Today is April 26th and the traditional time for me to write about my mom, on the anniversary of her death.
Last year my grief over my mom’s loss was weighing heavily on me. In retrospect, that was probably caused at least in part by the fact I was writing a book at the time that was all about grief and a teenager’s loss of her mother. In writing it, I was also remembering what it had been like when the grief was fresher.
This year, in contrast, my grief has been quiet. The book I’m writing right now has very little to do with grief, or mothers, or death. It is about other things.
But I have been thinking about the past because of my massive clean-out of stuff that is currently in progress. (Yes, it is still in progress. I just brought another packed carload to Goodwill yesterday, after spending another good portion of the weekend cleaning things out. At this point I think I am fairly close to calling it good and stopping, but we shall see.)
I have always had a fraught relationship with my mom’s remaining stuff. It feels like a limited resource because she will never have any more stuff, and it also feels like all I have left of her.
I’m pretty sure this is false. It is just stuff. The reason I care about this stuff is because of the memories I’ve attached to it. But it is the memories that are what I actually have left. Memories and genetics, I suppose. The stuff is valuable in that it prompts memories I might otherwise lose. And that is why it is this stuff, stuff that belonged to my mom or that is generally from my childhood, to which I am ultimately most attached.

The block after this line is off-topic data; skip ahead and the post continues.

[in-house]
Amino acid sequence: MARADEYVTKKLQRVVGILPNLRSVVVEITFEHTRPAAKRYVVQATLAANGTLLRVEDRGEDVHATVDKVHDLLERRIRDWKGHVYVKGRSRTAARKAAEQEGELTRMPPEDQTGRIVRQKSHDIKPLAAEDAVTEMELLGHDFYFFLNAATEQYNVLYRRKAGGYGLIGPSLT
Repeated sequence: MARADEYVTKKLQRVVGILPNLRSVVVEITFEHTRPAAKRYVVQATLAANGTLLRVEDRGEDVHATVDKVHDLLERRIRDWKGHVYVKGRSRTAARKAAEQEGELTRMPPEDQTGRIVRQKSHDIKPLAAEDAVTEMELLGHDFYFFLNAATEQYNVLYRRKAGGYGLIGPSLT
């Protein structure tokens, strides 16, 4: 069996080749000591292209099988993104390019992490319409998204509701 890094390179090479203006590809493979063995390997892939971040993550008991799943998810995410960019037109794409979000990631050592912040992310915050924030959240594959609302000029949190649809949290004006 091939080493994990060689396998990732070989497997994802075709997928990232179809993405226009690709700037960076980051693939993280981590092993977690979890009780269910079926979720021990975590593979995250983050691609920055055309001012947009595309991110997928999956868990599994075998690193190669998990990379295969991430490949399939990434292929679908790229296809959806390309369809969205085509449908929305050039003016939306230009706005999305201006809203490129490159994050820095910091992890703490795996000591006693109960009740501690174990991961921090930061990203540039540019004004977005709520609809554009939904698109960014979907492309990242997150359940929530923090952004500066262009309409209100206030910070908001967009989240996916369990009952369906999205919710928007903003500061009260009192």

I don’t actually care that much if I remain attached to these objects. It would be great to be able to get rid of more of them, I suppose. But the really important thing to leave behind is not so tangible.
There is a sense of doom that pervades life after a troubled childhood. There is a fear that perhaps some things cannot be transcended, that there is an inevitability to the patterns played out by your parents, and their parents before them, and their parents before them, and back back back beyond living memory. Perhaps some people do not notice these dynamics playing out, but for those of us who want more from life than what we’ve seen in our families, this awareness is inescapable.
So then, it is this doom I wish to toss into the dumpster. Because we can make our own choices, we can educate ourselves, and we can reach higher. We can do better. It is not easy, this daring to strive for more, but it is possible.
If there is one thing this last few months have taught me, it’s that I can lay this idea of doom to rest. I can bury it in a field under an apple tree, a cautionary tale I won’t want to visit very often. Because the doom is heavy and clammy and it tries to pull you back down into the undertow. To believe in the doom is to give it power.
But it is not true. I have reached this anniversary of my mom’s death knowing that I do not have to become her. I do not have to live her life. I have made some of the same mistakes she made, yes, and who I am has been informed by who she was, for good and for bad. But I drive my own story and it’s already clear I won’t have the same ending.
I don’t know what my ending will look like, but I do know it will be all my own.
The relief of disowning the doom is profound.